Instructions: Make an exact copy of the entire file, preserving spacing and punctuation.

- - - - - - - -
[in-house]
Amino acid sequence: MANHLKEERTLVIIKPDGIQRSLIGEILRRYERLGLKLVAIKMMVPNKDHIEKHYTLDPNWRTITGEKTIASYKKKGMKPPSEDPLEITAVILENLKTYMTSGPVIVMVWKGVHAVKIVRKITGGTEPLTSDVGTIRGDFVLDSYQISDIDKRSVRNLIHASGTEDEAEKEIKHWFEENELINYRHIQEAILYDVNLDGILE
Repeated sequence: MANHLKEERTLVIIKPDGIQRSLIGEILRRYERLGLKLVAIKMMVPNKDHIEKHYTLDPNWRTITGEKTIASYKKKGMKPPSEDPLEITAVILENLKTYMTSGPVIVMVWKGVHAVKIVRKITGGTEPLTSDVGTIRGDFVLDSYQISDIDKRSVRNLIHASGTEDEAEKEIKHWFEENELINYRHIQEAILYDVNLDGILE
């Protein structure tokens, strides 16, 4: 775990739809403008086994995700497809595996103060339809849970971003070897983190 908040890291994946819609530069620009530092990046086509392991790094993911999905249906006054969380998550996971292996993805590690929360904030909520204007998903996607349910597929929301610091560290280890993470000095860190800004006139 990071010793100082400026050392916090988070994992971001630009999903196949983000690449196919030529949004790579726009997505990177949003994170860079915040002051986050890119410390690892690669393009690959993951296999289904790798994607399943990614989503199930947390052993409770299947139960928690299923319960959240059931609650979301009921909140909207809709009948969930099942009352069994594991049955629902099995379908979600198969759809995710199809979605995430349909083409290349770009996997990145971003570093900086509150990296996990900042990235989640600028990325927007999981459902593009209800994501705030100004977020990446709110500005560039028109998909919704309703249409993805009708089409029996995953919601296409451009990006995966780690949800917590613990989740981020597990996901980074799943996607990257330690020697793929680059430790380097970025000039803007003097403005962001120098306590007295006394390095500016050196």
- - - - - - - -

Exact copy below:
[in-house]
Amino acid sequence: MANHLKEERTLVIIKPDGIQRSLIGEILRRYERLGLKLVAIKMMVPNKDHIEKHYTLDPNWRTITGEKTIASYKKKGMKPPSEDPLEITAVILENLKTYMTSGPVIVMVWKGVHAVKIVRKITGGTEPLTSDVGTIRGDFVLDSYQISDIDKRSVRNLIHASGTEDEAEKEIKHWFEENELINYRHIQEAILYDVNLDGILE
Repeated sequence: MANHLKEERTLVIIKPDGIQRSLIGEILRRYERLGLKLVAIKMMVPNKDHIEKHYTLDPNWRTITGEKTIASYKKKGMKPPSEDPLEITAVILENLKTYMTSGPVIVMVWKGVHAVKIVRKITGGTEPLTSDVGTIRGDFVLDSYQISDIDKRSVRNLIHASGTEDEAEKEIKHWFEENELINYRHIQEAILYDVNLDGILE
């Protein structure tokens, strides 16, 4: 775990739809403008086994995700497809595996103060339809849970971003070897983190 908040890291994946819609530069620009530092990046086509392991790094993911999905249906006054969380998550996971292996993805590690929360904030909520204007998903996607349910597929929301610091560290280890993470000095860190800004006139 990071010793100082400026050392916090988070994992971001630009999903196949983000690449196919030529949004790579726009997505990177949003994170860079915040002051986050890119410390690892690669393009690959993951296999289904790798994607399943990614989503199930947390052993409770299947139960928690299923319960959240059931609650979301009921909140909207809709009948969930099942009352069994594991049955629902099995379908979600198969759809995710199809979605995430349909083409290349770009996997990145971003570093900086509150990296996990900042990235989640600028990325927007999981459902593009209800994501705030100004977020990446709110500005560039028109998909919704309703249409993805009708089409029996995953919601296409451009990006995966780690949800917590613990989740981020597990996901980074799943996607990257330690020697793929680059430790380097970025000039803007003097403005962001120098306590007295006394390095500016050196």